Before we go on, I just have to ask you ... I just want to say one thing on the NFL. It's my crazy indulgence, it makes no sense. I just completely love it. I make fun of people who don't like their sister or their wife watching a reality TV show, because I think reality TV show is smarter than the NFL. I have no idea why I want the Cardinals to be the 49ers, but when I'm watching reality TV I know why Mary is mad at Showanda. I don't know why I want the Arizona Cardinals ... I'm so glad I'm not a gambling person, because I think I'm so smart in the NFL. I would've bet my car that the Carolina Panthers would've destroyed Denver.

 

Dr. Mike Dolby:

Me too. I had that bet all day long, and I don't know what happened. To think that Carolina could win every game in the regular season and not have an answer for Denver's defense was beyond me. They were at a loss, a complete loss.

 

Howard Farran:

I was dumbfounded. I loved the game because I was thinking I don't have any money on this game because every time I know it's a give me in the NFL, something goes horribly wrong, and I would've lost a ton of money.

 

Dr. Mike Dolby:

Yeah.

 

Howard Farran:

You got out of school in ... What year did you get out? You got out in '93?

 

Dr. Mike Dolby:

'93 out of dental school, yeah. Then did my residency and was done with that in '94.

 

Howard Farran:

I got out in'87. My first question is, Mike, do you think the business of dentistry climate has changed from when we got out 25 years ago as opposed to kids getting out in 2016? What's different about 2016 than back in the day?

 

Dr. Mike Dolby:

I think back in the day, the business of dentistry was a lot more lax. You could still be pretty successful, and you could be doing a lot of little things wrong in your practice. Meaning that you didn't have to run a super efficient office, and most dentists made enough money to meet their needs. They didn't care about managing their practice. It didn't really matter.

 

 

Today that landscape is incredibly changed. With decrease in reimbursement rates. We didn't really have corporate dentistry when we first started. Now we do. We have all this much more competition out there for those dental dollars that it makes you so you have to pay attention to this. Guys have to learn practice management. They have to know how to run a business. The way the landscape is set up now, it's really really tough. We've got dental students coming out of dental school, 2, 300,000 dollars, 400,000 dollars in some cases in debt. We ask them to run a small business. We might as well be asking the to do face lifts because they have had no training in that also. The landscape has definitely changed. You have to know what you're doing. You cannot just wing it anymore or expect your office manager who you inherited through the previous practice know how to run the practice. You've got to follow some very basic fundamentals in business. It's not that hard to learn. Unfortunately our industry has not taken the time or effort to focus on that. It's all after the fact. We're trying so hard to learn the clinical aspects of it that we often let the practice management or the running of our dental business go by the wayside.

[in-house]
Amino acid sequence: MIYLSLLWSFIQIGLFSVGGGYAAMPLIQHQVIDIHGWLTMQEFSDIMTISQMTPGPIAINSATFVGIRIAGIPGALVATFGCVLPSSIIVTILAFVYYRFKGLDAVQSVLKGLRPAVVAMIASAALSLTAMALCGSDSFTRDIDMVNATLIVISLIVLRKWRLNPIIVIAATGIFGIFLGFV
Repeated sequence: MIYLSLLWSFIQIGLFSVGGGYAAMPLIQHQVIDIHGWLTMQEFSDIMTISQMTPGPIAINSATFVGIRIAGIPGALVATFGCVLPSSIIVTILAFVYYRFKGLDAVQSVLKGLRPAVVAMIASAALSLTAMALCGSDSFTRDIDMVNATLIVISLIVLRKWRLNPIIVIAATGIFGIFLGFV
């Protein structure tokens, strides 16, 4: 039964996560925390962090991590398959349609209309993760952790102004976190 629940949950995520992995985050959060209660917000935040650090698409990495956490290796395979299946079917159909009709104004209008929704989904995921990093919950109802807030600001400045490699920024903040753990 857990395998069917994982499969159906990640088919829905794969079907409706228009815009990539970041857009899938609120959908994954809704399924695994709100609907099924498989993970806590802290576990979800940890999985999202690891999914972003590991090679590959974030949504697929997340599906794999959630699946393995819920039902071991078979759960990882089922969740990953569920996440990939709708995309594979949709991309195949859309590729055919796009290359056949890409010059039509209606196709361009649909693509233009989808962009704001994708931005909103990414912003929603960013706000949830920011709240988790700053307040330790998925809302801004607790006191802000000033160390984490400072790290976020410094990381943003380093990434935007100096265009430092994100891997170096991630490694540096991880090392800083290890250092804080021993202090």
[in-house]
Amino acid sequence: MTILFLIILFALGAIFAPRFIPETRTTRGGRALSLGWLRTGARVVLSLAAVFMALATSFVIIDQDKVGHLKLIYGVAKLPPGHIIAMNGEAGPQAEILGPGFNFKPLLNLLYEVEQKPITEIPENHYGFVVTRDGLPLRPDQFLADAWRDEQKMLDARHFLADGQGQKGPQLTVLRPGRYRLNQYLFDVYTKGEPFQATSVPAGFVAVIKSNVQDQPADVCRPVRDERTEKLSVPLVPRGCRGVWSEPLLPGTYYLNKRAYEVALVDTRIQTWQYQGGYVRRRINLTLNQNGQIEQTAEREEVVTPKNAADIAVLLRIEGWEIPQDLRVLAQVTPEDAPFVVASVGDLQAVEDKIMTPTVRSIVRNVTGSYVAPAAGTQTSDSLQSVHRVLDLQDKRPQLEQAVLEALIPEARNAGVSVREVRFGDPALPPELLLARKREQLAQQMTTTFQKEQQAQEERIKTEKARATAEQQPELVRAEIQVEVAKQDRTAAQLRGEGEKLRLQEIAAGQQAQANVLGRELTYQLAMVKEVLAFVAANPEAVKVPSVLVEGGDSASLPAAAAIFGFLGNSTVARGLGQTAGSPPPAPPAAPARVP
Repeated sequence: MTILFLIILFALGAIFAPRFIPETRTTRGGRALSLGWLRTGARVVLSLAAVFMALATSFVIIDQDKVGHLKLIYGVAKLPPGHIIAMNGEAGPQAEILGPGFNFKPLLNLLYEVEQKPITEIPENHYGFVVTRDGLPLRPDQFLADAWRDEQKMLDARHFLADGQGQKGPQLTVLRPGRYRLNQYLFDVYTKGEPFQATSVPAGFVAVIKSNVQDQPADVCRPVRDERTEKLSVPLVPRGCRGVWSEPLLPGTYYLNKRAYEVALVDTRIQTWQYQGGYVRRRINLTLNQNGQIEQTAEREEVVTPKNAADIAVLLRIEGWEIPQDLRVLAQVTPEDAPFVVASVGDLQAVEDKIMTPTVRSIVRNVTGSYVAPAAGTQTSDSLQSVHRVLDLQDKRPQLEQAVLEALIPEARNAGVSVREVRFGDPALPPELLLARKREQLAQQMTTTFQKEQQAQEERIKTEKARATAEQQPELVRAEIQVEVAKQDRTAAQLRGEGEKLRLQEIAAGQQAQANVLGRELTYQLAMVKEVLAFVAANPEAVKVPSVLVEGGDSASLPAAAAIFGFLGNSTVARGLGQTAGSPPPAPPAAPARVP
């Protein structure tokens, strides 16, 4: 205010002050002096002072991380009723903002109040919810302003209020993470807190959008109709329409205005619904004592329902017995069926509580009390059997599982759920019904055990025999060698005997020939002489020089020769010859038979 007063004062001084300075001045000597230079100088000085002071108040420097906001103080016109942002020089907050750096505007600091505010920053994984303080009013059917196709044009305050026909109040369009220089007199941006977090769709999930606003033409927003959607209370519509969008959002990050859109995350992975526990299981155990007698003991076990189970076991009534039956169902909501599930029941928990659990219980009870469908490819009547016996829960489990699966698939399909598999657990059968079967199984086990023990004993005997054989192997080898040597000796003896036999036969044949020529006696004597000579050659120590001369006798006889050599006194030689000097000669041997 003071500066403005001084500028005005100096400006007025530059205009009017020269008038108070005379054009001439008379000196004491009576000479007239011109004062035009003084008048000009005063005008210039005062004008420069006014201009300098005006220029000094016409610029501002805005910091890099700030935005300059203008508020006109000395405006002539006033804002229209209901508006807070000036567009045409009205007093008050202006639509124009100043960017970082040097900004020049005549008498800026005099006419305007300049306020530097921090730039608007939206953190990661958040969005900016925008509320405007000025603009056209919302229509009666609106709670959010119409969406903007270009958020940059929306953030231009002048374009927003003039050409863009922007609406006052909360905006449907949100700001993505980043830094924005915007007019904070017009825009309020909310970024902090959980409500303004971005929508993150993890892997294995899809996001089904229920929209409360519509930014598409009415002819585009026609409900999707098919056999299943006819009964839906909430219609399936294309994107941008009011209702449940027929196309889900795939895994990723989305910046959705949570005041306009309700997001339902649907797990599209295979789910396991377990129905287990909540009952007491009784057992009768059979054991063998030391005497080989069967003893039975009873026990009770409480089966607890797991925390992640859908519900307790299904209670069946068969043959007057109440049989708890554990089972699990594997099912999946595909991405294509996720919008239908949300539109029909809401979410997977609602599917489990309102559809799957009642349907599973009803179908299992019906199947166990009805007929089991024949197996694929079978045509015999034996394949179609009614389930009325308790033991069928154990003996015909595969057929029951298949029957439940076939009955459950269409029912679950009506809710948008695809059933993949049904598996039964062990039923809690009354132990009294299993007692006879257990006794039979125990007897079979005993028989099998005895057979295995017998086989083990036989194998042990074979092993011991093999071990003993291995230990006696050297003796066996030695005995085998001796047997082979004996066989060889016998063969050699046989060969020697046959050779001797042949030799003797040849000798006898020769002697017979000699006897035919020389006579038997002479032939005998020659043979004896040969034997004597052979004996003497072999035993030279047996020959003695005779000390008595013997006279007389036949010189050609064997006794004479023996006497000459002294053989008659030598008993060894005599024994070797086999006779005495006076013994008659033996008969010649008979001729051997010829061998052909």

Howard Farran:

You know I think one of the most amazing changes in the last 25 years is when we got out, we had that cost plus profit strategy where you took our cost, you added you're profit, you're right at your price. You submitted your price to all the insurance companies, and they say okay that's your price, and we'll pay 80% of a filling, half of a crown, whatever. Now the insurance companies all say now we've moved to a market price strategy, or a market minus strategy, where here's your price for a crown. Now you've got to subtract your profit, and you've got to arrive at a budget. I think just going from cost plus profit equals submit your price to insurance, they pay a percent to now it's all here's your damn price, and if you want to make any profit subtract it. Now you have the budget. I don't think the dentists get that. There's still loss in this deal where I want to do the best dentistry. The price isn't for the best dentistry. You want to make a Mercedes, but you're getting paid for a Chevy. Do you think that's a factor?

 

Dr. Mike Dolby:

It absolutely is a factor. We have to consider that. If we have limited ways we can charge. Our fee structure is already predetermined by the insurance companies, then you're going to decide what type of insurance companies you want to be in business with, so you can get the maximum return. Since you have that limit, now the only other way you're going to squeeze the efficiency of your profitability is to maximize every system in your practice so that it is as efficient and profitable as possible. If you're not doing that then your just watching your overhead go crazy. I'm seeing practices I'm working with 75-80% overheads and not figuring out why they're not making any money.

 

Howard Farran:

Something that's really creeping me out is that a couple years ago gas was $100 a barrel, I mean oil. It plummeted to $30, and there was really no change in production, so you know demand dropped out, and it had to be somewhere big like Asia, Latin America. That was scary. Then the China market starts to devalue. Then the American Stock Market is down about 18%. The stock market is kind of like teenagers are emotional, but the bond market is deteriorating. I remember my MBA professor in economics at ASU used to say, "When the bond market deteriorates, it predicts a recession 9 out of every 5 times." I'm in Phoenix, and this is just February 10th. There's already been 10 dental offices in the Phoenix Valley that have gone bankrupt in the new year 2016. 10, 10.

 

Dr. Mike Dolby: